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April 10, 2005

The Gay Marriage Catagory

Jane Galt has revealed a GK Chesterton chestnut which is perfectly apt for a large number of situations. I had previously on that score referred to Ayn Rand in my mind, but I believe it shall now forever be thus:

In the matter of reforming things, as distinct from deforming them, there is one plain and simple principle; a principle which will probably be called a paradox. There exists in such a case a certain institution or law; let us say, for the sake of simplicity, a fence or gate erected across a road. The more modern type of reformer goes gaily up to it and says, "I don't see the use of this; let us clear it away." To which the more intelligent type of reformer will do well to answer: "If you don't see the use of it, I certainly won't let you clear it away. Go away and think. Then, when you can come back and tell me that you do see the use of it, I may allow you to destroy it."

So now I must gather my thoughts about Gay Marriage, which I am against, into a category which will not go away. Hers is probably the most magnetic essay ever in the blogosphere, to which I add very little at this point.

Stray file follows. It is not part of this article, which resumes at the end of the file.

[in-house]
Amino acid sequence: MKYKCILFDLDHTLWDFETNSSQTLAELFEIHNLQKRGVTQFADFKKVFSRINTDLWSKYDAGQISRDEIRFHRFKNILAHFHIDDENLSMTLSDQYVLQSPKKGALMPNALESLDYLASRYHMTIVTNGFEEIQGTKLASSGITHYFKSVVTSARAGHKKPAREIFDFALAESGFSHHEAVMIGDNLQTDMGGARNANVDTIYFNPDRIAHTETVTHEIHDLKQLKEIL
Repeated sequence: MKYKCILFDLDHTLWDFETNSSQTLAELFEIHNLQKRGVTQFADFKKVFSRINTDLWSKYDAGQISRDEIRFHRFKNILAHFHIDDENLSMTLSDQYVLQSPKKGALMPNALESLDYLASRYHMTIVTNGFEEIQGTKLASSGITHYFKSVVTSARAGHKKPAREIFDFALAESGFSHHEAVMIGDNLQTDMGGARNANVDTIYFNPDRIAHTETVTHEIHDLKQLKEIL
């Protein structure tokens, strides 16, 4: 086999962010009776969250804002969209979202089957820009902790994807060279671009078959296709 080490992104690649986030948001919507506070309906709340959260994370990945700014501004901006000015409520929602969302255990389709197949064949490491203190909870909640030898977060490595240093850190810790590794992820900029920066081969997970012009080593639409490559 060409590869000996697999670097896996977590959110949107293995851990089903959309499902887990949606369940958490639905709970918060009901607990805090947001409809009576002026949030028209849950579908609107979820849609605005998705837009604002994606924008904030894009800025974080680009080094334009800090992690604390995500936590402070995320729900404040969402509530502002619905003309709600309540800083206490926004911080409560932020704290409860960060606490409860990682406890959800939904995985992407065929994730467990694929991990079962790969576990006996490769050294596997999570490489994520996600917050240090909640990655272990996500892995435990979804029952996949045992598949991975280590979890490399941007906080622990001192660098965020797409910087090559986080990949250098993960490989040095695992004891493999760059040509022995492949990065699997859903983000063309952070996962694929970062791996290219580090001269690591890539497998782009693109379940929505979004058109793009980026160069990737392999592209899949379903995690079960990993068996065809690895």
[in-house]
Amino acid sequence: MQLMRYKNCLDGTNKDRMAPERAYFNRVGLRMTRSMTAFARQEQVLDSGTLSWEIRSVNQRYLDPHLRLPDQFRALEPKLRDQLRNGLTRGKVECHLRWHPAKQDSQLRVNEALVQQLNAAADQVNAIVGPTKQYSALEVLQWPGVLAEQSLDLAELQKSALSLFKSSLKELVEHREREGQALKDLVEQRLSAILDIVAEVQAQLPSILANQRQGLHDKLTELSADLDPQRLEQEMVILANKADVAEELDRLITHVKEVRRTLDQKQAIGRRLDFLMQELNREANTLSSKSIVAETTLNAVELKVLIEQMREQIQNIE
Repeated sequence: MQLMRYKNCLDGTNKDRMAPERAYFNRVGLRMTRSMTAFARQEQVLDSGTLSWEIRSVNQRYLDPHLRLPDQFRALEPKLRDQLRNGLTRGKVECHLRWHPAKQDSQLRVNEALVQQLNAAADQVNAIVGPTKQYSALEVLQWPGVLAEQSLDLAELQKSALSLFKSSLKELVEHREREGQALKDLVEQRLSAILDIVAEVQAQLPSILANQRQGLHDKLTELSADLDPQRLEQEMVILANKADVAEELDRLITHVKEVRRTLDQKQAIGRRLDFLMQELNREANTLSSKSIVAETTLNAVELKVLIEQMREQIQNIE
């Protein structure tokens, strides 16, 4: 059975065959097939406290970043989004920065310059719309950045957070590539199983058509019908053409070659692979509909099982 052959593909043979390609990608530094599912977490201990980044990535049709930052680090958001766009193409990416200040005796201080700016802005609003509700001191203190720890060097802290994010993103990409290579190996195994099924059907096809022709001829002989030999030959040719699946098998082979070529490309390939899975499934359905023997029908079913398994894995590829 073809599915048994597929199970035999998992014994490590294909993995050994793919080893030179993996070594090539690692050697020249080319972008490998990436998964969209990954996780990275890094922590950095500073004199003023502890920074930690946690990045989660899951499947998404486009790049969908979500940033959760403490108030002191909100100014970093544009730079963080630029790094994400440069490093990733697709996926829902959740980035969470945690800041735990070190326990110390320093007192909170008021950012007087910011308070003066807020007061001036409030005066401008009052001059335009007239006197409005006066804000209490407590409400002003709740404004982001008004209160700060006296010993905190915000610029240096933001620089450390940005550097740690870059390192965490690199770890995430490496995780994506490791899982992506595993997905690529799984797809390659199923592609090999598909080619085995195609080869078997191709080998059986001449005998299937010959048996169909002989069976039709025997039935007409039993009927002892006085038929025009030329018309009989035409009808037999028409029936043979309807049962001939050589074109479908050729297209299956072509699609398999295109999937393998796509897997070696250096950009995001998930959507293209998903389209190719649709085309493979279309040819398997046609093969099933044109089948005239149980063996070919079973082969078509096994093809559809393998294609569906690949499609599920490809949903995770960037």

Posted by mbowen at April 10, 2005 07:08 PM

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Michael, are you saying that the issue of gay marriage won't go away? Maybe (shades of Chesterton) it would be worth reflecting on why it won't. :)

Posted by: Scott Ferguson at April 11, 2005 03:55 AM

p.s.: Linking to Jane Galt's article would be helpful. :)

Posted by: Scott Ferguson at April 11, 2005 03:58 AM

I'm saying the very idea of Gay Marriage will go away because it is a bad idea. But so long as the subject is going to be rehashed, I may as well have a category for it here at Cobb.

Posted by: Cobb at April 19, 2005 04:03 PM

What, specifically, is it about gay men and lesbians marrying one another that makes it a bad idea, Cobb?

Posted by: Tom Lore at April 20, 2005 02:38 PM

I say that gays and lesbians cannot, by definition, be Married. That any loving relationship or domestic partnership or arrangement they make between themselves can be 'something' but it cannot be Marriage.

I further assert that the primary moral grounds for the definition of Marriage is not secular. The state may some obligation to its citizens to protect certain rights and privileges to couples owing to its commitment to domestic tranquility and may within its bounds grant standing to civil unions to this end. But that will not make those civil unions Marriage.

I believe that in giving primary moral authority over the definitions of Marriage gives it a transcendent and spiritual context upon which the state should not impinge. Therefore I think it is beyond the authority of the state to make constitutional amendments in defense of what are essentially religious rites and blessings.

In practical terms, I believe that activists for the gay cause do damage to the institution of Marriage as well as pervert the 'legacy of Stonewall' in their efforts to stretch the definition of Marriage to accomodate gays and lesbians, and I think the empirical evidence of Scandinavian countries bears that out.

Posted by: cobb at April 20, 2005 04:28 PM